Pacquiao supports English as medium of instruction in schoolsBy Yahoo! Southeast Asia Editors – January 20th, 2011By Alexander Villafania, loQal.phFor Yahoo! Southeast Asia
It has come to the attention of the mods that non-english posts outside of the general chit chat section have become rampant in the last few weeks. If you noticed that your thread or post were deleted, cry not. I'm not making any threats here, but if this continues, some members could be banned temporarily just to square them away.
Mr. Bisdak, I agree with your rules. We must impose English strictly. I'm for it. Lately, lower house and the Senate have unanimously approved English as the medium of instruction.
QUEZON CITY, METRO MANILA – Boxer and politician Manny Pacquiao has a “quirky” way of speaking English and he’s not one to deny the need to learn the language. Unknown to most, the record-holding pugilist is supporting a bill for the development of the English language in schools.
A profile of Representative Emmanuel “Manny” Pacquiao (of the lone district of Sarangani) in Congress shows that he has “co-authored” several measures, including House Bill 93, which seeks to make English as the medium of instruction in schools.
Pacquiao has been known to use English in many of his interviews despite having been a high school dropout and having no formal training in public speaking.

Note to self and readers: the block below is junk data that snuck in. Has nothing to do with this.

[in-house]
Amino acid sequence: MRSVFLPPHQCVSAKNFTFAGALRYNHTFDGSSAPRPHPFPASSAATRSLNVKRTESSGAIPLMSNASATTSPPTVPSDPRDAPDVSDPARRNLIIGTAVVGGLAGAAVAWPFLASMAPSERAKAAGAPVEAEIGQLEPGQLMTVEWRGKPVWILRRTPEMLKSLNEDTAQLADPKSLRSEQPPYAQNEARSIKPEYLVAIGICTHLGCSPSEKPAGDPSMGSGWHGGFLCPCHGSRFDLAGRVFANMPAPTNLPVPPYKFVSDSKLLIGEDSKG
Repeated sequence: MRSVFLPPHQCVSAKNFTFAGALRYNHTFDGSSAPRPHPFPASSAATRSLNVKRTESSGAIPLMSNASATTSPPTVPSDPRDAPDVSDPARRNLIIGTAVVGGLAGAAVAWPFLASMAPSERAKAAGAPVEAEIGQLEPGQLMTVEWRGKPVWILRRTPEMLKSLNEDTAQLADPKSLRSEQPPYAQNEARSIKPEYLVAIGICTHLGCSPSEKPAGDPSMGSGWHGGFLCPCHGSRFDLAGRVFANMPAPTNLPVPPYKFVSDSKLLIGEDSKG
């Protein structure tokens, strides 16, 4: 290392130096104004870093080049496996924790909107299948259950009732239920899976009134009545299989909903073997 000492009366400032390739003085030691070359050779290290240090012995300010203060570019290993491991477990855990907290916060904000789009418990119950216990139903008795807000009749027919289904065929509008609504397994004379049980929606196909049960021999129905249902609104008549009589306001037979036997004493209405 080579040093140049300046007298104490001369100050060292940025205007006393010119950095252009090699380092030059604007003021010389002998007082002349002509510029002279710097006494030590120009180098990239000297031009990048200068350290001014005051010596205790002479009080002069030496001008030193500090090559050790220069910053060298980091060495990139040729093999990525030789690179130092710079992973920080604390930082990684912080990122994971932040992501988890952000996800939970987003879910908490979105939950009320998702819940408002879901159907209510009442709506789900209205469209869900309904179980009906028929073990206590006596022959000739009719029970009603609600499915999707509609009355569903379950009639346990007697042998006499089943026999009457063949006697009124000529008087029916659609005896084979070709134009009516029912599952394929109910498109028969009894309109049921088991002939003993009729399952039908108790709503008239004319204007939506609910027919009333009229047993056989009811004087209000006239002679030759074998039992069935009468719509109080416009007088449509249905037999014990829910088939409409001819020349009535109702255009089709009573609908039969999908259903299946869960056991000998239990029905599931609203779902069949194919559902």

His accent and, in many cases, his grammar has been the subject of jokes. One fan has even put up a Facebook fan page parody
highlighting his English-speaking skills or lack thereof.
The proposal was originally authored by Rep. Eduardo Gullas, who has been lobbying since 2009 to make English the primary method of teaching for all academic subjects.
Several members of the House of Congress and Senate have also supported such a measure, citing the need to improve the English-speaking capabilities of Filipino students.
But some sectors still argue that Filipino is still the most effective language for medium of instruction.
Former Gabriela Women’s Party Representative Liza Maza pushed for the use of Filipino, citing that the Philippine Constitution sets Filipino as the national language.
The 2010 report by the National Statistics Office
(NSO), citing collated reports from several education agencies in the Philippines, showed that the 2007 English proficiency achievement rate of elementary students is 60.78 percent. High school students have achievement rate of 51.78 percent.
The business process outsourcing in the Philippines is also a growing industry and demands mostly English-speaking employees. Officials from the Contact Center Association of the Philippines
(CCAP) said that the hiring rate among contact centers is about two out of 100 interviewees.Photo by AP/Pat Roque
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